Guide: LibreOffice Writer Part 2: Basic Formatting

In this second part of our LibreOffice Writer guide, we discuss basic formatting. This includes changing and adjusting font as well as justification.

At this point, you have not only installed LibreOffice, but also configured it to your liking. Now what? Well, you could just start typing away, but Writer is about more than just typing out text. This guide shows you how to format that text and make it easier to read.

Step 1: Selecting the Right Font

First, open LibreOffice Writer.

You can largely stick with the default font, but you probably want to have the ability to change the font, right? Selecting the right font can really make your text stand out or retain a clean look. Some fonts work better as titles while others work better as body text. The key is to experiment around or understand the requirements for the specific document.

To try a different font, click on the font drop-down menu as shown above.

You’ll notice that LibreOffice does come with a variety of fonts. Note that Writer will also detect various fonts found on your computer as well. The result is that you have a huge variety of fonts to choose from as well as a preview in the menu. Of course, a better preview will be to select a font and manually type it out.

In the above example, we decided to try the Arial font. When we typed two sentences out, we realized we wanted a different font for that second sentence. Is there an easy way we can just edit the second sentence without typing it out? Of course.

First, left click and hold on either the left hand side of the sentence and drag your mouse to the other side of the sentence. Release the left button and you’ll have successfully highlighted the sentence. It’ll look something like the above.

Next, click on the font drop down menu and then select the font you want the highlighted text to show. In this case, we chose to select the Liberation Serif font.

Note: Some fonts are labelled as Serif and Sans Serif. The difference is shown below.

A serif font generally features small little added elements to the text. Meanwhile, Sans Serif eliminates those added bits of style. In the above screenshot, look at the differences between the highlighted Capital “H” letters. You’ll notice that the tops and bottoms of the “H” have little hooks. Meanwhile, the “H” in the bottom line does not have it. That’s really all the font means by “Serif” and “Sans Serif”. Sans basically means “without” if that helps you remember which is which.

Highlighting the exiting text and making a font change is a very powerful way of editing the font beyond just changing the font itself. If you have trouble visualizing the text before you type it out, try typing out the text and then highlighting and adjusting the font after. You can make as many changes as you like. That way, you don’t have to picture what the text looks like beforehand.

Step 3: Bold, Italics, and Underline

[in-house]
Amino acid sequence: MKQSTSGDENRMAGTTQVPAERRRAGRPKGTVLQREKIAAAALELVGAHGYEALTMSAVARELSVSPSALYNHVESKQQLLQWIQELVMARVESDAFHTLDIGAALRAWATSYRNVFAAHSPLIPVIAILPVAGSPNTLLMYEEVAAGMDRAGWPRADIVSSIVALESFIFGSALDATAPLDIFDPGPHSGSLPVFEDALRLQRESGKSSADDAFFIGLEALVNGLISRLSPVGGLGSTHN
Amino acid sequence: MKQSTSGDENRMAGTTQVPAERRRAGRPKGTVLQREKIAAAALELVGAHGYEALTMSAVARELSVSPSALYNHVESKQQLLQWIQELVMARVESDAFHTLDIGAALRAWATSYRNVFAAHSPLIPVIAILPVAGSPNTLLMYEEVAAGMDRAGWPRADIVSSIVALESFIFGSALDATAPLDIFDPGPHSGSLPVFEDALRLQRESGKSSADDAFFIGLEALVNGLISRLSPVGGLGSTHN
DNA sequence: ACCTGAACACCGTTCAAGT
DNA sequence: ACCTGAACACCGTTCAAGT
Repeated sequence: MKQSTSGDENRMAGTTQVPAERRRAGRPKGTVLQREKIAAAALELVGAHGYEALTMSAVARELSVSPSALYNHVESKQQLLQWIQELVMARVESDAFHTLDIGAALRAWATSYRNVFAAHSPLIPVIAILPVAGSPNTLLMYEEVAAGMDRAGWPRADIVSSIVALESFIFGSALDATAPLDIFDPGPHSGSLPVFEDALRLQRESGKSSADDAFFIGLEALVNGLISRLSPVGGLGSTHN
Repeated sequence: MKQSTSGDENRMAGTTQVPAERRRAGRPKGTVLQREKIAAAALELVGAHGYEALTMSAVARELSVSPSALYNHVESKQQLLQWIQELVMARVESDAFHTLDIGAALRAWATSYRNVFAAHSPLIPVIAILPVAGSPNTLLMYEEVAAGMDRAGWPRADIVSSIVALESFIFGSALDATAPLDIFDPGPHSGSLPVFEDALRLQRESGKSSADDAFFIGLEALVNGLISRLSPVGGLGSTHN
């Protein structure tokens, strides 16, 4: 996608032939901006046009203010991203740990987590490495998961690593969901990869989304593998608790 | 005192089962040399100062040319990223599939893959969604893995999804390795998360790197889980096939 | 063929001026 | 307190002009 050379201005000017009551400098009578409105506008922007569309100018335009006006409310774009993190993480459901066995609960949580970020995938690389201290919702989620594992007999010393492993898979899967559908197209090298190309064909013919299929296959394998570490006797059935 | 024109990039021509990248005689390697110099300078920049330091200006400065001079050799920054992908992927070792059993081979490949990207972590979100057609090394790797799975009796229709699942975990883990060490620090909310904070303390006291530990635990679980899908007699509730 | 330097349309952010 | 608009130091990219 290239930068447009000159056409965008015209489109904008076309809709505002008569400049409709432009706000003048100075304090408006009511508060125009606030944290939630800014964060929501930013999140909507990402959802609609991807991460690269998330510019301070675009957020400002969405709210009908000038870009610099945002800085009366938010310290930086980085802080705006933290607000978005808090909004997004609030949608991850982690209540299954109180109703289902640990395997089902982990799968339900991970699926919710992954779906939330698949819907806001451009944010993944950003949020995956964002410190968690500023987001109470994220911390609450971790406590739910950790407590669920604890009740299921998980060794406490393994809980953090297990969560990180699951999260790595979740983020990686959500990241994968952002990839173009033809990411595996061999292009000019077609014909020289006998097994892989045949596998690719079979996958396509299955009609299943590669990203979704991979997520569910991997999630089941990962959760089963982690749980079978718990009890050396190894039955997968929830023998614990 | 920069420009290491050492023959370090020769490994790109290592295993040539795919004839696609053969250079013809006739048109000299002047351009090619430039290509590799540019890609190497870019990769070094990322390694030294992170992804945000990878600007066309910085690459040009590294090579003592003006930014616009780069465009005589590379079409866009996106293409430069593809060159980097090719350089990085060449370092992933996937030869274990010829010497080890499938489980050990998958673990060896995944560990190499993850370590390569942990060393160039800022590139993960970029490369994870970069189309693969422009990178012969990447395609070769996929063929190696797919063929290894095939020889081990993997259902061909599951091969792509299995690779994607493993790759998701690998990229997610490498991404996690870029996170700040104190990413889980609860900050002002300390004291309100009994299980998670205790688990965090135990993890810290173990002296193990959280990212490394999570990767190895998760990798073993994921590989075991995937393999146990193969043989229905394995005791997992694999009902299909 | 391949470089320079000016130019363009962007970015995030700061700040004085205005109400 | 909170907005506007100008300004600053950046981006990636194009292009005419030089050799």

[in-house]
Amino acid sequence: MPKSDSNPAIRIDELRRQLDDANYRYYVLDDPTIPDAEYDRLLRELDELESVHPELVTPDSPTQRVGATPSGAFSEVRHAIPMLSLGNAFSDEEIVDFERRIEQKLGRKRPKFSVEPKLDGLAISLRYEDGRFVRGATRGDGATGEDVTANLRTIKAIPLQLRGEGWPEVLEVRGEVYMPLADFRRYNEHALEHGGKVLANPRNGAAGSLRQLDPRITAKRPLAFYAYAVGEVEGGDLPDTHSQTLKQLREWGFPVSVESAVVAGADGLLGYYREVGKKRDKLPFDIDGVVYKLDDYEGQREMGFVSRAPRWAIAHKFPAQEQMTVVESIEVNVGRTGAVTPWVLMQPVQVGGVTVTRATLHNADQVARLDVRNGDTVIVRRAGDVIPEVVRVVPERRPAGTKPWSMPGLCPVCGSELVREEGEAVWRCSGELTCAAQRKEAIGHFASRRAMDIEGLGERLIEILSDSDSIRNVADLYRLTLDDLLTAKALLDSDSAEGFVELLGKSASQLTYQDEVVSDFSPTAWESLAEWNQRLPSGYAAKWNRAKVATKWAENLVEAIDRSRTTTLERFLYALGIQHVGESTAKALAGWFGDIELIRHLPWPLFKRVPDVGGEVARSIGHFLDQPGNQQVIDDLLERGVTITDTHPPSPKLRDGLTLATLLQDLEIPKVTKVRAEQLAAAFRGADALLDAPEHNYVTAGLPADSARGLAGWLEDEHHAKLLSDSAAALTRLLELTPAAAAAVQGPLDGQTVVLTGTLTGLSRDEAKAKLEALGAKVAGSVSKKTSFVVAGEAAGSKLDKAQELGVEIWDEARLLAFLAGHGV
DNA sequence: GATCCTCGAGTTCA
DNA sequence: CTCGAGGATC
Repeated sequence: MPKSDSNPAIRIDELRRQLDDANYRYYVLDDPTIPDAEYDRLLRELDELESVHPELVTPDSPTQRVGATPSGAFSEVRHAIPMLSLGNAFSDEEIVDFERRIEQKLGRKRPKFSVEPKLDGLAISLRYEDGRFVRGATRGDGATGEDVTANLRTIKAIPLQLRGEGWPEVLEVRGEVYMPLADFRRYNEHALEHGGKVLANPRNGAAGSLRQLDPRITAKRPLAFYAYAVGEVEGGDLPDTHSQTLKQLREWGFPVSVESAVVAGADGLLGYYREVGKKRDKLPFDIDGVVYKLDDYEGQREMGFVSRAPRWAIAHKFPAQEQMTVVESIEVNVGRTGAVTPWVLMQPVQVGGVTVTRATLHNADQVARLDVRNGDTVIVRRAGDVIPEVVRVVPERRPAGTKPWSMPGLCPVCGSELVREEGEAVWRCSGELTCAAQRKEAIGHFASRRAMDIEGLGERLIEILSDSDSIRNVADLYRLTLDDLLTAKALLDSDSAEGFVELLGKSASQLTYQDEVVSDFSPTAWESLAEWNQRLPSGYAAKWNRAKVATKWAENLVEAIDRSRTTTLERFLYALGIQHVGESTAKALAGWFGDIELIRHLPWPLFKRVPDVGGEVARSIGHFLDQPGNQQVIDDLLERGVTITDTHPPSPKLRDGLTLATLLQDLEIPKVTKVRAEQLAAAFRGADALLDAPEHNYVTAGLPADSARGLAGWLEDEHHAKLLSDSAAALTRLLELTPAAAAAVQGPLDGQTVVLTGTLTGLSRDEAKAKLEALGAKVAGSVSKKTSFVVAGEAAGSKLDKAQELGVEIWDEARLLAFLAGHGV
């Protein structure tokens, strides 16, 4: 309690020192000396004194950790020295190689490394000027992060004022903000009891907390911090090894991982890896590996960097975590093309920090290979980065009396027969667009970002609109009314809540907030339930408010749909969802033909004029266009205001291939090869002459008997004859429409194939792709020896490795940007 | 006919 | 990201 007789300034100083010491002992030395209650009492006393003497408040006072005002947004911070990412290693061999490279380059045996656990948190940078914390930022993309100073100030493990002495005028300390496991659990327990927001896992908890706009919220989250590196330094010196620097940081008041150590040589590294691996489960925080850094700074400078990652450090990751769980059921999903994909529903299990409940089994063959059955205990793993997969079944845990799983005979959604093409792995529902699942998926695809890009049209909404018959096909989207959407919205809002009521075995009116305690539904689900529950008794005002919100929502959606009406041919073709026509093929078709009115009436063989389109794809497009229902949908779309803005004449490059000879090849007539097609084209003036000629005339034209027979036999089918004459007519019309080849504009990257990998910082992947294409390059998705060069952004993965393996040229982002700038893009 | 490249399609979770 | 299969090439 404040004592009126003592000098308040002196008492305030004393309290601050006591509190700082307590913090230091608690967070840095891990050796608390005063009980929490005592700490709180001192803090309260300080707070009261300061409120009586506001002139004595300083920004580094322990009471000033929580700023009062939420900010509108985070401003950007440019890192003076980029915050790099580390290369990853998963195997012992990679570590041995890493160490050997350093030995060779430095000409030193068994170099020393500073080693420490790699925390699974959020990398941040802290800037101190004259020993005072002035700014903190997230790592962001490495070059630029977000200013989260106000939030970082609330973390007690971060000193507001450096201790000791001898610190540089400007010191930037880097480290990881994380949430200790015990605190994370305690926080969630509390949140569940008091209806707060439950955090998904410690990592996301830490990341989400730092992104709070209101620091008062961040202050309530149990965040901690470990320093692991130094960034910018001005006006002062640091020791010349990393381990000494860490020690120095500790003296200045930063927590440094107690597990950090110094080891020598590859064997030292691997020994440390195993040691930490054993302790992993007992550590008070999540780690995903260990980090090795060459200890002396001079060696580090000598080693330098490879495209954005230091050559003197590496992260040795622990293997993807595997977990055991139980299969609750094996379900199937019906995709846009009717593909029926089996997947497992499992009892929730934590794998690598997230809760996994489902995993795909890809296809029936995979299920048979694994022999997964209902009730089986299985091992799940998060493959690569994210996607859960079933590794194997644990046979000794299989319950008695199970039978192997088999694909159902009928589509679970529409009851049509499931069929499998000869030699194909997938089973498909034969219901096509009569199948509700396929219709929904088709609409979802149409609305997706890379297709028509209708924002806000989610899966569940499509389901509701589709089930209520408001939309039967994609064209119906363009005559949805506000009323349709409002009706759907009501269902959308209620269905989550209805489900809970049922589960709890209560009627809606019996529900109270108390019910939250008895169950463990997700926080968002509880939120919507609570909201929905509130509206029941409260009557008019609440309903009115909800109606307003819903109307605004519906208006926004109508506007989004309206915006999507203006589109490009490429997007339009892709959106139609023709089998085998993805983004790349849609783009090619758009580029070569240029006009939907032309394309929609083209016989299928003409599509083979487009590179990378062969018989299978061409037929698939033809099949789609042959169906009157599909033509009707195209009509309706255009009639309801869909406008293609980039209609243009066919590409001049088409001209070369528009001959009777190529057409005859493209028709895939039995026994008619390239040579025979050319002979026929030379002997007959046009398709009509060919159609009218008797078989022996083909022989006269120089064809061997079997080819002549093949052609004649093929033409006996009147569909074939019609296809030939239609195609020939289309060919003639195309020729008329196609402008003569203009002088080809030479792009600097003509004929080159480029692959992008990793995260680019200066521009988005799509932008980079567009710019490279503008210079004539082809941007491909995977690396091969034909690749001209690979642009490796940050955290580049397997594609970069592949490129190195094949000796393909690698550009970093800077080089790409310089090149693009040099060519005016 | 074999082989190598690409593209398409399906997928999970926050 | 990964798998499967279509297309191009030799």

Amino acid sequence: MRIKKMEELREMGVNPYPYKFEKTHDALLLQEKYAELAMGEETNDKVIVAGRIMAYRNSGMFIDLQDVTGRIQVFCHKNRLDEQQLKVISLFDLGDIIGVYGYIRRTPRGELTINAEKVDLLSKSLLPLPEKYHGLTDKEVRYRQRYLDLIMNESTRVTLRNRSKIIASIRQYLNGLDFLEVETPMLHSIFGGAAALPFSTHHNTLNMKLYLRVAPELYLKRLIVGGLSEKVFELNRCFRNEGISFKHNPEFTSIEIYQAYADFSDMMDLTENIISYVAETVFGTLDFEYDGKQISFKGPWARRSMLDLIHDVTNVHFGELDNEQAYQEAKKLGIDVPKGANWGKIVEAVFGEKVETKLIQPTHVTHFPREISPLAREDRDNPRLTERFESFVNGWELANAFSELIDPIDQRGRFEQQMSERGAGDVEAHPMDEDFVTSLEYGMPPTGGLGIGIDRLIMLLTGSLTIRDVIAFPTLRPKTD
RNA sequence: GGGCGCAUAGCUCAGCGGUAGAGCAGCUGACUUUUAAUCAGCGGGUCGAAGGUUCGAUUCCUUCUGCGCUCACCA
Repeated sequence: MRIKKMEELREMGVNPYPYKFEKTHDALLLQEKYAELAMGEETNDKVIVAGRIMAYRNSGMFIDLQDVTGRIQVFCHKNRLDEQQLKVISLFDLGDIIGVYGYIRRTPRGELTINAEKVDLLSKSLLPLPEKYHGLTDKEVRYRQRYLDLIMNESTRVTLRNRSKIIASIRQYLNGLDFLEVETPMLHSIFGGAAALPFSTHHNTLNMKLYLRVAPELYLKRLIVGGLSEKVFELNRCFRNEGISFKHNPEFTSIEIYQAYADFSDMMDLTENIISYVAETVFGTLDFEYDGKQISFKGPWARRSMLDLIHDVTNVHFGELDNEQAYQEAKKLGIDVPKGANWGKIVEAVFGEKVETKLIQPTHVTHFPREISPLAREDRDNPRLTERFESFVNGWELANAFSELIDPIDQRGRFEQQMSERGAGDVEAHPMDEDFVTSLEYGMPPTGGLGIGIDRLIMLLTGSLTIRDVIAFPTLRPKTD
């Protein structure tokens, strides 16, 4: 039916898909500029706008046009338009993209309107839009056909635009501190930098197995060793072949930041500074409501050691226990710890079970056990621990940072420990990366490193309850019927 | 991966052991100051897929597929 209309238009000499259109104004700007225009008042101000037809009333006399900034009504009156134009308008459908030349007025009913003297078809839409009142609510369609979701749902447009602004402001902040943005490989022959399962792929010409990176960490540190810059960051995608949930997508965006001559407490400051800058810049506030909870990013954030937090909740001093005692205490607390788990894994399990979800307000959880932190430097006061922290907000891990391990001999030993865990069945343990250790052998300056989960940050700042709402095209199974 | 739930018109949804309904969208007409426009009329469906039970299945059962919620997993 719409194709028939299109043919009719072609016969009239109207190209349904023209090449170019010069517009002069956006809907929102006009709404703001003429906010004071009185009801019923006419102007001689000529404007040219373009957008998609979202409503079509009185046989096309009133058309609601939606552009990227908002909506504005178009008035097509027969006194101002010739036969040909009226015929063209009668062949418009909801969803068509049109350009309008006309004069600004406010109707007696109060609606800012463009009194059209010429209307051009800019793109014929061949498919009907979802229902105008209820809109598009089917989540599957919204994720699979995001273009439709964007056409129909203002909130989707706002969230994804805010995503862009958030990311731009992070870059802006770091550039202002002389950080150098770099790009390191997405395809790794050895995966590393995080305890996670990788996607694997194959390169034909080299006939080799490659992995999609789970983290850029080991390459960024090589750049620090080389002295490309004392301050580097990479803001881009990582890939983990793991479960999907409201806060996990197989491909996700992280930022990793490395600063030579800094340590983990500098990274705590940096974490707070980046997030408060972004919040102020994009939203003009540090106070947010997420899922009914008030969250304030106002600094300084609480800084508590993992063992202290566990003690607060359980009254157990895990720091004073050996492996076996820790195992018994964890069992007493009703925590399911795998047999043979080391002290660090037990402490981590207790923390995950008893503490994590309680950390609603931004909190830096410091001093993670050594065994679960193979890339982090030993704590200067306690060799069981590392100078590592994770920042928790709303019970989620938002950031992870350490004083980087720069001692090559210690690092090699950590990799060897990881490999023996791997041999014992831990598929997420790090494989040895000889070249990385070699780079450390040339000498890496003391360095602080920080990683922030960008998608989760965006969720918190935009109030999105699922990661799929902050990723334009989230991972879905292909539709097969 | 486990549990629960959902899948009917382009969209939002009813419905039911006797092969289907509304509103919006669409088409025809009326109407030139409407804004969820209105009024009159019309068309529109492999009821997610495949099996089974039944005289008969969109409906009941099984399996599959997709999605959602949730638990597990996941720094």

Many fonts will also feature the ability to boldface, italicize, or underline them. Making these adjustments can be as simple as clicking a single button.

First, I highlighted what I wanted to make bold. After that, I actually have two options that are immediately obvious. I can either click on the highlighted “Bold” button which is definitely the visual way of handling it. Alternatively, as you can see by the tool tip that pops up like in the example, you can hold down “Ctrl” on your keyboard and tap the “B” button. Both will make your text bold.

Regardless of which way you choose to make the font bold, you’ll see a result like the above. Note that the Bold button on the interface is now depressed. This context-sensitive feature lets the user know that if they keep typing, the font will be bold as they type. Keeping an eye on this will actually save a lot of headaches in the long run. Also note the fact that the font in question is also now bold.

Making a font in italics works the same way as bold. In this case, you can use the Italics button or use the speed key “CTRL+I”

Finally, underline. Just like bold and italics, you can either use the button or the speed key. In this case, we use the Underline button or the speed key “CTRL+U”. The result of this for us is in the below screenshot:

You can use other buttons on the interface as well similar to Bold, Italics, and Underline. Just hovering your mouse over the button can allow the tool tip to pop up if you are curious about the speed key.

Step 4: Justification

Now, let’s adjust the justification of font. Justification simply means that it can align with the left hand side, the right hand side, or is centred in the middle. You can do other things with justification, but those are the basics.

By Default, LibreOffice for us will justify to the left. Most text is generally justified to the left anyway, so it makes sense for this to be default.

Believe it or not, you have been using the left justification all this time. In fact, the left justification button is depressed on top of it all. If you have been messing with the basic justification, however, the highlighted button is what you need to press to justify the font back to the left.

Now, if you want to center the text, simply click on the center justification button. Centering text works great for titles, but can also work for poetry as well.

In this example, we are able to justify some text to the right. This is accomplished through the justify right button as highlighted in the above screen shot.

Finally, we have a “Justify” button. If you’ve written a substantial amount of text justified to the left, you’ll notice that the lines end at different points on the right depending on word length. In the above example, you’ll see the first paragraph features a wide variety of different points where the lines end before the text continues on to the next line. Under many circumstances, this is fine. However, if the document requires the lines at the end to line up, we can simply use the “Justify” button as highlighted on the screen. The second paragraph demonstrates what justified text looks like (note the right hand side where all the lines line up now).